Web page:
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Alfred Brendel - In Portrait
Alfred Brendel - In Portrait
Actor: Alfred Brendel
Genres: Music Video & Concerts, Television, Educational, Musicals & Performing Arts, Documentary
NR     2001     2hr 35min

Alfred Brendel, an artist described as "the greatest living pianist," gives once-in-a-lifetime access into his private world. In an illuminating documentary that chronicles his childhood and early influences, Alfred Brende...  more »


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Movie Details

Actor: Alfred Brendel
Genres: Music Video & Concerts, Television, Educational, Musicals & Performing Arts, Documentary
Sub-Genres: Music Video & Concerts, Television, Educational, Classical, Biography
Studio: BBC / Opus Arte
Format: DVD - Color
DVD Release Date: 09/18/2001
Theatrical Release Date: 00/00/2001
Release Year: 2001
Run Time: 2hr 35min
Screens: Color
Number of Discs: 2
SwapaDVD Credits: 2
Total Copies: 0
Members Wishing: 1
Edition: Classical
MPAA Rating: NR (Not Rated)

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Movie Reviews

One of Edwin Fischer's Best Pupils
BLee | HK | 07/02/2003
(4 out of 5 stars)

"I like Brendel's Haydn , and Haydn certainly fits his style best. His phrasings are perfect, more perfect than Callas. And his sound is nearly as luminous and as assuring as his teacher Edwin Fischer. There is even a sense of drama which reminds us of Furtwangler. It's rewardinging if we compare his Haydn with Pletnev's. Few musicians (with perhaps the exception of Horszowski) could really boast a spontaneity up to Mozart's expectations, particularly the flow of music. Schnabel once said, "Mozart is so easy for children and yet so difficult for artists." Nonetheless, Brendel's Mozart are excellent model for piano students: up to every note, every nuance, every phrase. (Another excellent model could be found from Pollini.) I would also invite readers to go back to Brendel's teacher Edwin Fischer for an even better version, but that is much dicounted by poorer recording and they are of course CDs only.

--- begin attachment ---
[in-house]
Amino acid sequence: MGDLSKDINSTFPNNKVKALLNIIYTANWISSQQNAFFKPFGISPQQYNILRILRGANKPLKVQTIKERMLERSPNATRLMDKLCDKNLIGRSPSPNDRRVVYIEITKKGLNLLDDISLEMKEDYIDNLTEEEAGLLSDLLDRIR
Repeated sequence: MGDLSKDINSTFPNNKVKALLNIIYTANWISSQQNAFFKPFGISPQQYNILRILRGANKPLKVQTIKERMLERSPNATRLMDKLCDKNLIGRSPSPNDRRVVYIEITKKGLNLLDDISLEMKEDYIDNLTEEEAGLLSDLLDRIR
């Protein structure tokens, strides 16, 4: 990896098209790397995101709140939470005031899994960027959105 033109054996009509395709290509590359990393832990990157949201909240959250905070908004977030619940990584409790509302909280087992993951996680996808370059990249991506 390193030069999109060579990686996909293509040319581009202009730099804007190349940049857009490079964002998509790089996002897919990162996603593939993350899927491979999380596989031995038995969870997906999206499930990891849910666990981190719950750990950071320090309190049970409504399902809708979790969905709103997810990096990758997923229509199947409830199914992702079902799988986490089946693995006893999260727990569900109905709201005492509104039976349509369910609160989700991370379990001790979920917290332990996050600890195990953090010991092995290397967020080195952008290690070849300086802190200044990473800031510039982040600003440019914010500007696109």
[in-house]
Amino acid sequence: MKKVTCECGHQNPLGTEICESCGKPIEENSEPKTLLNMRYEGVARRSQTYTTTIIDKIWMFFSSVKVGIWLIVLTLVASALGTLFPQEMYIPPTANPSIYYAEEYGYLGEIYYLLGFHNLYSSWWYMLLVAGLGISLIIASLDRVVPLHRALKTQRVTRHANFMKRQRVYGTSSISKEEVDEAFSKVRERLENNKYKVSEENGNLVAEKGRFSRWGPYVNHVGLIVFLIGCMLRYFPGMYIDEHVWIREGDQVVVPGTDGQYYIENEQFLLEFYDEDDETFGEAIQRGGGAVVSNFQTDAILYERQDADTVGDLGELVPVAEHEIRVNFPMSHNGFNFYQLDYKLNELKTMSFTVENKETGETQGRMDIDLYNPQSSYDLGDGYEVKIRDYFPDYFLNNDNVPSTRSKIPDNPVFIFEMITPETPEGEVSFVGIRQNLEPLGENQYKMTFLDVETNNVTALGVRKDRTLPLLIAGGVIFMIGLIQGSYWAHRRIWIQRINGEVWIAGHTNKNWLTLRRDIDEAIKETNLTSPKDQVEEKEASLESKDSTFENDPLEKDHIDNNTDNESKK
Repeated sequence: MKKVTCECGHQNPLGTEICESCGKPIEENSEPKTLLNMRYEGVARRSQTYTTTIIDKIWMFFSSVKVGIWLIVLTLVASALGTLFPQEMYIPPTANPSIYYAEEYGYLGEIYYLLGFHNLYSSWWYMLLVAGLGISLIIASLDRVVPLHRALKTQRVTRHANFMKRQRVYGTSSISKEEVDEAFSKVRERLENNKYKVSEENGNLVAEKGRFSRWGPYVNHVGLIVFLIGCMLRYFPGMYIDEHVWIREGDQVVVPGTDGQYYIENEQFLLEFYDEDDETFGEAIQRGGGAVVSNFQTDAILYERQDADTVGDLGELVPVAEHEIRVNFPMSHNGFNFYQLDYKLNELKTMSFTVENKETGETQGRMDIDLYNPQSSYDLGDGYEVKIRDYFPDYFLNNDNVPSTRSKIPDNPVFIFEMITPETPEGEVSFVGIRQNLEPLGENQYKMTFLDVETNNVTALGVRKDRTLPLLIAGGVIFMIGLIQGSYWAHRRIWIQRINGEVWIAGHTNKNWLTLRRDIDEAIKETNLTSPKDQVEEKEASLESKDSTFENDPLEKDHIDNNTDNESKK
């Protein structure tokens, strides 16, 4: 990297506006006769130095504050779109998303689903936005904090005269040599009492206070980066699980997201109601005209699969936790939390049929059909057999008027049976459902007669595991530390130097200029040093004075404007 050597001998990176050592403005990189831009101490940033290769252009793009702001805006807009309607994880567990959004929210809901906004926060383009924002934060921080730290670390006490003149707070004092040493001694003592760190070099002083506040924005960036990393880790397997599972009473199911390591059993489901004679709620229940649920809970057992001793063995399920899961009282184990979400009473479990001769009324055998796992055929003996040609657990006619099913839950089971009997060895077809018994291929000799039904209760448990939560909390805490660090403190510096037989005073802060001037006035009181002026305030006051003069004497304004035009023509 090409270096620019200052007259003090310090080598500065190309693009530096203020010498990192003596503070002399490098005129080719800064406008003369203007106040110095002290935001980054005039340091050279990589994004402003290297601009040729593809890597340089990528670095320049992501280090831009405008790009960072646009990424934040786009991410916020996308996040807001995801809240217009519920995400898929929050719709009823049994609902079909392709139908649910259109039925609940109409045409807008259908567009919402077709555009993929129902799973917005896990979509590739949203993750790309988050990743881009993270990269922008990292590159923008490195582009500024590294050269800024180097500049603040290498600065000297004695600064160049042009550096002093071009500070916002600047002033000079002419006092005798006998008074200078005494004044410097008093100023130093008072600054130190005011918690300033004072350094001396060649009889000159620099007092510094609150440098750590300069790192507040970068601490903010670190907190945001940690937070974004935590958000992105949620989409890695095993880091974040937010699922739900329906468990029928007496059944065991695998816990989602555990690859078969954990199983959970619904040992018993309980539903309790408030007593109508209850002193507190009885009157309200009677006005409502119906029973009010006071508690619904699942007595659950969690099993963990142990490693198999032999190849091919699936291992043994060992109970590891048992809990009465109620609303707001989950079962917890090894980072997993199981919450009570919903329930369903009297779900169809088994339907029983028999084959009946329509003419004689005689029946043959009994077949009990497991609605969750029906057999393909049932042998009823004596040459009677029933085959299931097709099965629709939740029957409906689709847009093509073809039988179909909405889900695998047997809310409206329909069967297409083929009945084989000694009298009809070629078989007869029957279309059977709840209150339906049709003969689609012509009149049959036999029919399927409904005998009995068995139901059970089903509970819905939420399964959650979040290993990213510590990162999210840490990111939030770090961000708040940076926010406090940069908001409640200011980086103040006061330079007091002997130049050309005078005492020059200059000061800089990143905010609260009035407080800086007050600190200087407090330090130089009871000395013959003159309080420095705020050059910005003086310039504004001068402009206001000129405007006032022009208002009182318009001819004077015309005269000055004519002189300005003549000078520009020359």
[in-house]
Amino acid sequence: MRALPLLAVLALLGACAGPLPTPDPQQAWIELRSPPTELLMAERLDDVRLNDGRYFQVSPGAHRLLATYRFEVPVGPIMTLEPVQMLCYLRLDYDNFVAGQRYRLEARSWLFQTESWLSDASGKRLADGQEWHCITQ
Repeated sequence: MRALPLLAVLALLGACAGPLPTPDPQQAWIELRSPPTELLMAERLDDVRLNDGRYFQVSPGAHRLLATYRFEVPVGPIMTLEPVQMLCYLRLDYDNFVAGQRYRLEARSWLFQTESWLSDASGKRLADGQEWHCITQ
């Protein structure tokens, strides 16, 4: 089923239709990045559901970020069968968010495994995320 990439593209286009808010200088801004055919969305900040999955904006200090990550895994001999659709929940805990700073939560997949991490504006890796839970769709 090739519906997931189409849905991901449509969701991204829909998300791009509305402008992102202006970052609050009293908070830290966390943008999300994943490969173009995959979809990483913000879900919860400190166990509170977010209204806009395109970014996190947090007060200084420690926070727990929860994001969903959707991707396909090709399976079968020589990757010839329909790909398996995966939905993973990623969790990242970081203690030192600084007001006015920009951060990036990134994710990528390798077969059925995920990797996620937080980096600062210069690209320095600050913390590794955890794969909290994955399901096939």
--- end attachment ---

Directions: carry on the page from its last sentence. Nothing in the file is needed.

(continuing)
I don't exactly enjoy his Schubert's Impromptu: there is a sense of drama but sometimes at the expense of lyricism. But that is only a very short piece. Photography is excellent too, with 2/3 of the time shot from a elvated view showing both hands at the same time. Viewers, however, may not enjoy to see the pianist playing with 6 of his fingertips bound with adhesive tapes. To some this is an awful sight, however beautiful the music may be! On the whole, this is one of the best recorded piano DVDs. You can almost feel the resonant sound of a Steinway & Sons right in front of you as played by one of the best living masters of the piano."
BBC Gets It Right
FW | Pasadena, CA USA | 06/29/2003
(5 out of 5 stars)

"For the past few months I have obsessively picked up every DVD related to classical pianists or classical piano music I can find. "Horowitz in Moscow" is one of my favorites, so are Yundi Li's performance in Warsaw and Glenn Gould's Goldberg Variations. After viewing "Alfred Brendel in Portrait", I ecstatically add it to the favorites list. I say this for two reasons. The first being Mr. Brendel himself. I found Mr. Brendel to be delightfully humble and good natured. I admire his musicianship, poetic gifts, humor, and humanity. The second reason I love this set is the amount of ... stuff, for lack of a better word, one gets; and the professsionalism and care with which this stuff is put together. I will spare you the details of what is inclued, as that is discribed elsewhere. Rest assured, you get plenty of quality stuff for your money. Thanks, BBC, for getting it right."
Great Alfred Brendel DVD
Amy | 08/13/2007
(5 out of 5 stars)

"Alfred Brendel, an artist described by many as the greatest living pianist, gives a once in a lifetime access into his very private life. This double DVD set includes a recital featuring Haydn's Piano Sonata in E flat major, Mozart's Piano Sonata in C minor, and Schubert's Impromptu No. 3 in G flat, D 899. The second DVD is a documentary film that looks back on his childhood and early influences. Alfred Brendel reveals his stature as an international performer, displays his admiration for the work of other artists and gives rare insights into his ideas and philosophy. Alfred Brendel also reads his own witty and self revelatory poetry. There is an inspiring conversation at the piano, in which the great conductor Simon Rattle and Alfred Brendel discuss and rehearse the fine details of Beethoven's Piano Concertos Nos 2 & 3. This is a wonderfully detailed picture of Alfred Brendel not just as a great pianist, but also as a human being.